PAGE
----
Dusty Slay isn't one to bask in the glow of his past comedic glories. "Each time you see me it should be better than the last," he says. "My plan is to hate every video I put out, because I know I'm better than that now."
The one-time Charlestonian, now Nashville-based, comedian promises that his Holy City fans can expect both new material and improvements to older bits at his upcoming performances as part of the Charleston Comedy Festival shows. "I'm getting to travel around the country a bit, playing different cities," he says. And that time on the road has changed the way he approaches his craft. Now he works methodically, paying attention to the little details. Rather than drastically changing anything about his performance, though, instead he works on refining his characteristic deadpan, drawling act. "I'm the same," he says. "I'm slow delivery. There's nothing high-energy about my set." He laughs, adding, "There's nothing high-energy about my life."
Plenty of other people are taking notice of Slay these days, and it's paying dividends. "I haven't worked in about three months," he says. "I mean, not at a regular job. I've been to Indianapolis and Atlanta. I just got back from Bossier City in Louisiana, where I played a casino."
And as his act gets better, he's finding more high-profile venues showing interest. "I got to work The Punchline," he says, referring to the well-known Atlanta comedy club. "People like Jeff Foxworthy started off at The Punchline."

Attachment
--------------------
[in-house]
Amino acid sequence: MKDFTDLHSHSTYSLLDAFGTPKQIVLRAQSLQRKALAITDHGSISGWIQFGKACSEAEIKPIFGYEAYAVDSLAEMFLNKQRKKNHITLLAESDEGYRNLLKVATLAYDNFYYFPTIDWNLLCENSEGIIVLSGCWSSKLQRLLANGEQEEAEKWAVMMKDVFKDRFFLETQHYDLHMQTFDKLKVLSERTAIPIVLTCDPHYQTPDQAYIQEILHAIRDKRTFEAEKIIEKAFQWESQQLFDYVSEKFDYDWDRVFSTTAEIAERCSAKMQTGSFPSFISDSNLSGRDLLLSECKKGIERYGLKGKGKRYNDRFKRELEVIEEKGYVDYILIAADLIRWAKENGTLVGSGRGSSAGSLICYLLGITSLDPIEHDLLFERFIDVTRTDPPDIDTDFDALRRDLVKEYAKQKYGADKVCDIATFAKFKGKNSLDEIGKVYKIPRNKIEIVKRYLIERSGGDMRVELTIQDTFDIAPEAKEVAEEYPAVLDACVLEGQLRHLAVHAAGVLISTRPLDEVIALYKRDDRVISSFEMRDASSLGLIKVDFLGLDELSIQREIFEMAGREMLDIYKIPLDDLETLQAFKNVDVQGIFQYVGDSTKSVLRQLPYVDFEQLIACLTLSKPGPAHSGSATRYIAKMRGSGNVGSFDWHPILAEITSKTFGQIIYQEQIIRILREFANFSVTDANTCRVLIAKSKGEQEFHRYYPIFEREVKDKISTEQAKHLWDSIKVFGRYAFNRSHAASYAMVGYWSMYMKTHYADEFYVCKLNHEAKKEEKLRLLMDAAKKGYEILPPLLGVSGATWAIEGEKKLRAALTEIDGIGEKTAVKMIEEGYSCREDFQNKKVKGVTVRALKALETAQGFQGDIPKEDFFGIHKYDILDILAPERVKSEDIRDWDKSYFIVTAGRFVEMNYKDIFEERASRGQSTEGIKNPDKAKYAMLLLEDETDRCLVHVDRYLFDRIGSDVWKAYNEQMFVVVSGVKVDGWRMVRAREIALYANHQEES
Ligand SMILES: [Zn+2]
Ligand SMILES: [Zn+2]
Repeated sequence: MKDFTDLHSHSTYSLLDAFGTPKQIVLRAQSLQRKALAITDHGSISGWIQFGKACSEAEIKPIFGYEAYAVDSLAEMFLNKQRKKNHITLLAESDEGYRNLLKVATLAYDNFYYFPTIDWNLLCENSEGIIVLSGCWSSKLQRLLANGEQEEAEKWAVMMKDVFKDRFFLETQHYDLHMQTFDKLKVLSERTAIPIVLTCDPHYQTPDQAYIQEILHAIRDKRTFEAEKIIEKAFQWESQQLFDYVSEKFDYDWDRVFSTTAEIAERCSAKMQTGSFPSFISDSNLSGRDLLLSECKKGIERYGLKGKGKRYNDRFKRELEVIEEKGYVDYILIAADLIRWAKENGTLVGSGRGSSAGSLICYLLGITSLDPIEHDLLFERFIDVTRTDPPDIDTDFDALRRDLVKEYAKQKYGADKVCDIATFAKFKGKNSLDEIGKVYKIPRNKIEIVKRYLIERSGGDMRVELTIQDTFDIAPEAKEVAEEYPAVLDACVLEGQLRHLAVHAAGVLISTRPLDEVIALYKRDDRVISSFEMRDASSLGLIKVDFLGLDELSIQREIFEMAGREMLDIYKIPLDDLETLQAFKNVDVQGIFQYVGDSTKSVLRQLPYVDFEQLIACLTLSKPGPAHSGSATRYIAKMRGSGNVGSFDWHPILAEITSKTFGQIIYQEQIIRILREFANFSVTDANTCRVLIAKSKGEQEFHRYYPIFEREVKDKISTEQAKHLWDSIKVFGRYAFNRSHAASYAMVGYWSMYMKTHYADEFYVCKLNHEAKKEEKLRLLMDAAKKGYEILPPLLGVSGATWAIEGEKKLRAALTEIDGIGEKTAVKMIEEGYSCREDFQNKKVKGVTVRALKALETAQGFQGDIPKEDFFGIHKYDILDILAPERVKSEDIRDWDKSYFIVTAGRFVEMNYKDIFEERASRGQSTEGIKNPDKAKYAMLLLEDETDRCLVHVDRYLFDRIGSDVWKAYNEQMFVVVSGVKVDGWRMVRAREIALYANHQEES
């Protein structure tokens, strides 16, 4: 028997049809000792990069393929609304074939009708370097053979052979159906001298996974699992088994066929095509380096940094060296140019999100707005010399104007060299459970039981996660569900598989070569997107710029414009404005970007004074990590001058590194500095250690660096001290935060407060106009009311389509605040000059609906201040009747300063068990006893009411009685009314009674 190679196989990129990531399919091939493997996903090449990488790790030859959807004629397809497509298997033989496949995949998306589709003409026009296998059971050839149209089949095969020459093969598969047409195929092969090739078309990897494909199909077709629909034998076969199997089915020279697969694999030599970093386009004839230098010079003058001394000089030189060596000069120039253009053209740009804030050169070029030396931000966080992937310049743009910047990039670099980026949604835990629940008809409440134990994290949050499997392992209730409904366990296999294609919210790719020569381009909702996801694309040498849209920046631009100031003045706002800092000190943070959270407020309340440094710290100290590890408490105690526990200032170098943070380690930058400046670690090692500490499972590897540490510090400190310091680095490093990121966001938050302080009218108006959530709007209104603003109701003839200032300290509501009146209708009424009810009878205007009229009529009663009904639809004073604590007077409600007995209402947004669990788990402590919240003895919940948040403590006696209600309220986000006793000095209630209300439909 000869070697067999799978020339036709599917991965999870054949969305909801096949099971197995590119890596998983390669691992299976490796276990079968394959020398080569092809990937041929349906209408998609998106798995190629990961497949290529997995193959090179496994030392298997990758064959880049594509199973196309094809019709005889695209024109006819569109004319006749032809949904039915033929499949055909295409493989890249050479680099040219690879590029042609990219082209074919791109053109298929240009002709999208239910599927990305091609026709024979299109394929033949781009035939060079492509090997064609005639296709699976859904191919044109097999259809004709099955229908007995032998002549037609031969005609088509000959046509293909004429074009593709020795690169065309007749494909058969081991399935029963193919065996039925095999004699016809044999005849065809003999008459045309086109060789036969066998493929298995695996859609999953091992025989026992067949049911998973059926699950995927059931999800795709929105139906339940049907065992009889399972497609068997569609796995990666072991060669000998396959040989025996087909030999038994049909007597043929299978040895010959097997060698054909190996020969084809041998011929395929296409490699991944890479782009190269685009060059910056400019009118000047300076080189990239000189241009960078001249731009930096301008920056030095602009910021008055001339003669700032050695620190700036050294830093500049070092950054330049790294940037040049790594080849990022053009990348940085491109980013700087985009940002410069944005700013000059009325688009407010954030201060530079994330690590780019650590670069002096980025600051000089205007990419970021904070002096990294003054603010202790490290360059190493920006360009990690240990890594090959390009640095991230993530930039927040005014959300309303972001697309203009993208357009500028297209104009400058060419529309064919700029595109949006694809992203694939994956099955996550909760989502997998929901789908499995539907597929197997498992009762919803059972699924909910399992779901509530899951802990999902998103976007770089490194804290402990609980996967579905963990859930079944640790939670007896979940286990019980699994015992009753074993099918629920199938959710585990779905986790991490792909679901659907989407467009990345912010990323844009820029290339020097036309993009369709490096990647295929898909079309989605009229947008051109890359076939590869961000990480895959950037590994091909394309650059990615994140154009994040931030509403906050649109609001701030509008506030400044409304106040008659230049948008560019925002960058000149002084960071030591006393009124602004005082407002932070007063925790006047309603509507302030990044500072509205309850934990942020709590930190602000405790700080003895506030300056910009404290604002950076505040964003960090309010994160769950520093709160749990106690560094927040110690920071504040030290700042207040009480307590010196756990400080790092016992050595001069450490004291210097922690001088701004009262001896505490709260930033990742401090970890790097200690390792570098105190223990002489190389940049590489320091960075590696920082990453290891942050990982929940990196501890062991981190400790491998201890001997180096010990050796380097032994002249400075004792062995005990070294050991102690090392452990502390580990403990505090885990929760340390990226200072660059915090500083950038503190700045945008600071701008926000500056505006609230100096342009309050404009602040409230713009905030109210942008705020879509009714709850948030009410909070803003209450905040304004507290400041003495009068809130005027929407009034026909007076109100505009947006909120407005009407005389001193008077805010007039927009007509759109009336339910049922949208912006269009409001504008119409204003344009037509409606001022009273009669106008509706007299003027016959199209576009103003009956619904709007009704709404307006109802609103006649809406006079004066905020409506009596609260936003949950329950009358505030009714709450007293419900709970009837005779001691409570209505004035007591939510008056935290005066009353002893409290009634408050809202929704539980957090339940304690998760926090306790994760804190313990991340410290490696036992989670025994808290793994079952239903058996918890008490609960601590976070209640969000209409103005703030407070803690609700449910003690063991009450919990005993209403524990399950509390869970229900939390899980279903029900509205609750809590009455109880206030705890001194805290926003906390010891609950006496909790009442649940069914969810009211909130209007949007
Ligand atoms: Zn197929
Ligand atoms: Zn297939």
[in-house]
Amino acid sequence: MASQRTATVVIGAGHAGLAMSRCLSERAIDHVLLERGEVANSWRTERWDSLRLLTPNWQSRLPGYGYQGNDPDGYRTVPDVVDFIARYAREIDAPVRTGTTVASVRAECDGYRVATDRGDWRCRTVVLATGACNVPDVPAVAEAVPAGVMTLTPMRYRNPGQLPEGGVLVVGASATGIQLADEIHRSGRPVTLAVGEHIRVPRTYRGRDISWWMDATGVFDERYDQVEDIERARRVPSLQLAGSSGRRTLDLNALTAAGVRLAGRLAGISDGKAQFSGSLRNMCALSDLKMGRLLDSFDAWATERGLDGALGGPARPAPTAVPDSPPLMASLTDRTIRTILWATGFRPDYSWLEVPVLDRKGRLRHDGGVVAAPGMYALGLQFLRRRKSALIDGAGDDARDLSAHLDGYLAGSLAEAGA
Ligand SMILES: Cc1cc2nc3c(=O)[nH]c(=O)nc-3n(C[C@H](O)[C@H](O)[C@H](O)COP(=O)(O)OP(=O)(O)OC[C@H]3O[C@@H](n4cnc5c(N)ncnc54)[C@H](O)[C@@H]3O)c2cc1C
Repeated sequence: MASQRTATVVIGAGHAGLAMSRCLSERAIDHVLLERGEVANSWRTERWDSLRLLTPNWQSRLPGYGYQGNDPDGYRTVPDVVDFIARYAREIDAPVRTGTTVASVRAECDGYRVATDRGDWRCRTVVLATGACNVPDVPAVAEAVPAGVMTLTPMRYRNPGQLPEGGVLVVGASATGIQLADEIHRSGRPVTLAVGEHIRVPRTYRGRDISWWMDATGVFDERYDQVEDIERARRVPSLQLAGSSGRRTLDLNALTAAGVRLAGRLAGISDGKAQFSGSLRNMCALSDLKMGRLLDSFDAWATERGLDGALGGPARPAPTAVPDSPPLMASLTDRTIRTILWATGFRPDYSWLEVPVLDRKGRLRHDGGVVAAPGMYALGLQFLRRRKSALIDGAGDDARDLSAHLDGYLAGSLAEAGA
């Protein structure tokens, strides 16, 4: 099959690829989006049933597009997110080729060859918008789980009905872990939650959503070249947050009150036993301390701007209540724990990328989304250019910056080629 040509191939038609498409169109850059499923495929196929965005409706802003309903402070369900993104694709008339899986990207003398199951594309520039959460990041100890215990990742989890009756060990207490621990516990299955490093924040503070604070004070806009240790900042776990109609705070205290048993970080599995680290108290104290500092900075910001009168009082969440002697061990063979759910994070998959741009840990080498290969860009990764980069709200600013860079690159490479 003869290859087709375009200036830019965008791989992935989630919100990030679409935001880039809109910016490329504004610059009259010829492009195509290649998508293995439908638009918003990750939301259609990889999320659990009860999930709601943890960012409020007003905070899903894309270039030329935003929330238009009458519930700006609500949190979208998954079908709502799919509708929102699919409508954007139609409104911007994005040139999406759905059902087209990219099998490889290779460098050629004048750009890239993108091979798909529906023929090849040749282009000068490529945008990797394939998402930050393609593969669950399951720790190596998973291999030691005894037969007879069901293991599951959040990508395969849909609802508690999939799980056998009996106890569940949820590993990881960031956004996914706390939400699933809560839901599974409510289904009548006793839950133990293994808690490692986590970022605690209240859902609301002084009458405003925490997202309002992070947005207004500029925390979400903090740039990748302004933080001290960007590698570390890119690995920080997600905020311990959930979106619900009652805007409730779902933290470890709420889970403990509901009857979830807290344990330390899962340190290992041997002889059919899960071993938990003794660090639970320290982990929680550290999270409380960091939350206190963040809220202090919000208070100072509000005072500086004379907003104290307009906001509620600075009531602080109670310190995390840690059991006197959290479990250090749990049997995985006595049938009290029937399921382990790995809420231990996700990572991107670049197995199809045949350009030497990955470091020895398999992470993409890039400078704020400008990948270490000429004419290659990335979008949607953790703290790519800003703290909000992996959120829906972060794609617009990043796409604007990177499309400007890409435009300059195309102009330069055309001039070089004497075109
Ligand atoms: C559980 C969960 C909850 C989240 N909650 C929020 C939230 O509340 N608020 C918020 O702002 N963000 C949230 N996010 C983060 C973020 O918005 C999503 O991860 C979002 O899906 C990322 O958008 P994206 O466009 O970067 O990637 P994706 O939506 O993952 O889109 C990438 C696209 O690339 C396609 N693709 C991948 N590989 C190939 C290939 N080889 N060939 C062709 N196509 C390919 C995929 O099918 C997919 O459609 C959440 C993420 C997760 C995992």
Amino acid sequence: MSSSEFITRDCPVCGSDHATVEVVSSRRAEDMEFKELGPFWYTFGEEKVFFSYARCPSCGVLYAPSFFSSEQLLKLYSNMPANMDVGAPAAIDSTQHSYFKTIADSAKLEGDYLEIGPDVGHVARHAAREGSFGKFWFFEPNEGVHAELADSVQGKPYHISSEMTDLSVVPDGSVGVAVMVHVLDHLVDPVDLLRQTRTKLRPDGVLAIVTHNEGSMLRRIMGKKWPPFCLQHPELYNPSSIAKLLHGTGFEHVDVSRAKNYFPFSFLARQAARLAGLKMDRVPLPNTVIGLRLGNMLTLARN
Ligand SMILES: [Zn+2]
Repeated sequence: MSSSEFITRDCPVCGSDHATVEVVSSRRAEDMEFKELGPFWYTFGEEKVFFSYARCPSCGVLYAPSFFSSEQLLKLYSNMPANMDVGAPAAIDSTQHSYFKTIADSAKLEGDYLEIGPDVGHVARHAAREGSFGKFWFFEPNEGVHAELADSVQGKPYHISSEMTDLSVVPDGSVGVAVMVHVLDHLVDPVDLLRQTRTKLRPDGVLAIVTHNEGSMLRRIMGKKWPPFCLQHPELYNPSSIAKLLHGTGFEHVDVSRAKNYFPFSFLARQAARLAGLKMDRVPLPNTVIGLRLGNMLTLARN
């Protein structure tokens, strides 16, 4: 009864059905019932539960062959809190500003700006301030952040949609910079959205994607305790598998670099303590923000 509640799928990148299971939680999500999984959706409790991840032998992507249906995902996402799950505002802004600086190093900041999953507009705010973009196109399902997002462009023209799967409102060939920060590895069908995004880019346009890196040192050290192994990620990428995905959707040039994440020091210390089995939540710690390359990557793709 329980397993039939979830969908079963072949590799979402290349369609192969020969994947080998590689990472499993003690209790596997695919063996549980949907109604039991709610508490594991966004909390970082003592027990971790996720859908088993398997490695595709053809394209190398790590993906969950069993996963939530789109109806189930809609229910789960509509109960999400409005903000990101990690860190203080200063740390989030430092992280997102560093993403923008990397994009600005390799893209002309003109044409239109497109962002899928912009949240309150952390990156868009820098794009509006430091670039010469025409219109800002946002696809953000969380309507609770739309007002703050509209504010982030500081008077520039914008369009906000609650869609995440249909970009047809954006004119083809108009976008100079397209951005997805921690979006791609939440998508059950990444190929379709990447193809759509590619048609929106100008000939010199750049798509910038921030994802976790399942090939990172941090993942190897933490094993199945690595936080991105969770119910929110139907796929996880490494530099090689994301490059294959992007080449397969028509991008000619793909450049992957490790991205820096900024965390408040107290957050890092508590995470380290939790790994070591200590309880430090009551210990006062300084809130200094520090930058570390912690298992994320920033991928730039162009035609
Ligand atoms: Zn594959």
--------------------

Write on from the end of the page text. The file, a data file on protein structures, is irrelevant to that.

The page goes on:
And he's pursuing television, too. "I auditioned for Last Comic Standing," he says. "Got through the first audition, and they flew me to NYC ... We don't know exactly what's going to happen, but there's still the potential that I could be on in 2015."
There will be two shows with Slay's name on the bill over the course of the festival, on Friday and Saturday nights, so fans will have two chances to catch him perform. On Friday, Slay is emceeing the Stand-up Competition Winners Showcase. "I assume I'll do about 20 minutes at the beginning of the show," he says. "And maybe 10 minutes at the end. To be fair to the guys that are performing, I want to give them their time on stage."
The Saturday show, which is being billed as Dusty Slay and Friends, will feature a much longer set. "I'm not sure who I'll have on there. Some of my Charleston comedy friends, and I might see if I can find some of the other [out-of-town] acts," Slay says. In the end, Slay has fairly humble expectations. "I want them to leave the show and say, 'You know, I'm glad we did that.'"